independence

A Quote by Kenneth Smith on philosophy, belonging, and independence

Human beings "belong" to some minor comity or enclave of faith at the expense of the clarity and autarkia of their intelligence and conscience, of course.  "Belonging" is another way of saying:  "capitulating to."

Kenneth Smith

Contributed by: Dave

A Quote by George Orwell on writing, thinking, and independence

If you cannot write well, you cannot think well; if you cannot think well, others will do your thinking for you.

George Orwell (1903 - 1950)

Contributed by: Lynn

A Quote by 302designs on independence, life, limbs, limitless, sky, leaves, and tree

“With these hands a life will spring-whose limbs will stretch to the limitless sky, whose leaves will grace the vastness of the universe”

302designs

Source: 302

Contributed by: Dave

A Quote by Anonymous on learning, independence, and self-worth

After a while you learn the subtle difference
between holding a hand and chaining a soul
and you learn that love doesn't mean security
and you begin to learn that kisses aren't contracts
and presents aren't promises

you begin to accept your defeats
with your head up and your eyes open, with
the grace of a woman, not the grief of a child
and you learn to build your roads on today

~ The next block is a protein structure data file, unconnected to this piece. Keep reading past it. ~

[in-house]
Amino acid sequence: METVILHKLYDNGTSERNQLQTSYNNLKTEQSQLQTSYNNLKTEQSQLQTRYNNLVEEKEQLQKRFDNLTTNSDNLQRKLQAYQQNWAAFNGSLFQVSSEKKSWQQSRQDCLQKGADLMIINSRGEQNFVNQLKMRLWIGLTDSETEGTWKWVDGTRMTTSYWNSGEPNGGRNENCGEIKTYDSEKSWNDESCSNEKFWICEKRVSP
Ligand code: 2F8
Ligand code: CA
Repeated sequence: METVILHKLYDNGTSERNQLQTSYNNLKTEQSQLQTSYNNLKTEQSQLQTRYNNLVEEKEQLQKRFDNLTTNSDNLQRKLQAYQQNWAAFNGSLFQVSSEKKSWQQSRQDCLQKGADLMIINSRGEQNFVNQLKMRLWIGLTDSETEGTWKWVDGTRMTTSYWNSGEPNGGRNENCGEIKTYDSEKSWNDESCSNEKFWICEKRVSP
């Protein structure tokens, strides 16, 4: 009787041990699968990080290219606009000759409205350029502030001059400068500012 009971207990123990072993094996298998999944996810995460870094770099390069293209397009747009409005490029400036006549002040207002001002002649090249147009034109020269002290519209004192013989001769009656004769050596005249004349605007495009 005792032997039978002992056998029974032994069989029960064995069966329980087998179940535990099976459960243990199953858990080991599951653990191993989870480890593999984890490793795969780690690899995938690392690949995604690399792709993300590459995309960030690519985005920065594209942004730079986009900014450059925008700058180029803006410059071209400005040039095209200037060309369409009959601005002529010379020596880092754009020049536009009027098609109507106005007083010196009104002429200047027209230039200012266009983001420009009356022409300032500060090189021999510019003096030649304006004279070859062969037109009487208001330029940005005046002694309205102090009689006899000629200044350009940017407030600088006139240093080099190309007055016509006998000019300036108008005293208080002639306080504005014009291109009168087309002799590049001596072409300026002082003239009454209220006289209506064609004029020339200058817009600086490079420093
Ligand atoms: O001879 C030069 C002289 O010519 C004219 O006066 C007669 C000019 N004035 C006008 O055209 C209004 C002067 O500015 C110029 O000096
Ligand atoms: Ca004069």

because tomorrow's ground is too uncertain
and futures have a way of falling down in mid-flight

after a while you learn that even sunshine burns
if you get too much
so, you plant your own garden and decorate your own soul
instead of waiting for someone else to bring you flowers
and you learn you really can endure
that you really are strong
you really do have worth
and you learn and you learn
with every good-bye you learn.

Anonymous

Contributed by: Cheryl

A Quote by Raphie on honesty, money, george washington, abe lincoln, patrick hamilton, liberty, freedom, and independence

Take note, ye honestly ambitious: we sing happily the praises of the righteous honest in our religious texts, but don't think we really believe that kind of "goodness" pays. The muses of the merry, happy "gooder" ones who rule us, George Washington, Abe Lincoln and Patrick Hamilton harmonize the tune we know speaks true truth. Liberty, freedom and independence are to be found by keeping the notes they grace us with -- the one, five and ten dollar bills -- close by the side. Disregard their song at your own pecuniary peril.

Raphie Frank

Contributed by: Raphie

A Quote by André Gide on man, dependant, slavery, independence, poverty, and kinship

Man! The most complex of creatures, and for this reason the most dependant of creatures. On everything that has formed you, you may depend. Do not balk at this apparent slavery….a debtor to many, you pay for your advantages by the same number of dependencies. Understand that independence is a form of poverty; that many things claim you, that many also claim kinship with you.

Andre Gide (1869 - 1951)

Source: The Journals of Andre Gide

Contributed by: standalonecomplex